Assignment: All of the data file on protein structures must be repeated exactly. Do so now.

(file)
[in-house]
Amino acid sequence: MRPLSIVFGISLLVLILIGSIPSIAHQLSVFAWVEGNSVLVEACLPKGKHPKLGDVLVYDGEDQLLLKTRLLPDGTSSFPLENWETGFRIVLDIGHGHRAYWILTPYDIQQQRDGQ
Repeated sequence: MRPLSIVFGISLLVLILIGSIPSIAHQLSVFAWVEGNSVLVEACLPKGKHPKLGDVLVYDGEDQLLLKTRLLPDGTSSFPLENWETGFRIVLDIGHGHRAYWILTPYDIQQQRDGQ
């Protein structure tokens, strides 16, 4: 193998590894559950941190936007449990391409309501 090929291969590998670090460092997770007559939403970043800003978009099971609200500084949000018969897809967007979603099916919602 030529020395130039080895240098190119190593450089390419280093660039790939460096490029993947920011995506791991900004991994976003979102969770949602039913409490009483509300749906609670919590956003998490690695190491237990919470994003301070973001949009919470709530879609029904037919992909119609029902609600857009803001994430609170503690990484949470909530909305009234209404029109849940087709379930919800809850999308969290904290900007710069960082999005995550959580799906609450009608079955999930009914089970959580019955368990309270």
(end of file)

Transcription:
[in-house]
Amino acid sequence: MRPLSIVFGISLLVLILIGSIPSIAHQLSVFAWVEGNSVLVEACLPKGKHPKLGDVLVYDGEDQLLLKTRLLPDGTSSFPLENWETGFRIVLDIGHGHRAYWILTPYDIQQQRDGQ
Repeated sequence: MRPLSIVFGISLLVLILIGSIPSIAHQLSVFAWVEGNSVLVEACLPKGKHPKLGDVLVYDGEDQLLLKTRLLPDGTSSFPLENWETGFRIVLDIGHGHRAYWILTPYDIQQQRDGQ
């Protein structure tokens, strides 16, 4: 193998590894559950941190936007449990391409309501 090929291969590998670090460092997770007559939403970043800003978009099971609200500084949000018969897809967007979603099916919602 030529020395130039080895240098190119190593450089390419280093660039790939460096490029993947920011995506791991900004991994976003979102969770949602039913409490009483509300749906609670919590956003998490690695190491237990919470994003301070973001949009919470709530879609029904037919992909119609029902609600857009803001994430609170503690990484949470909530909305009234209404029109849940087709379930919800809850999308969290904290900007710069960082999005995550959580799906609450009608079955999930009914089970959580019955368990309270």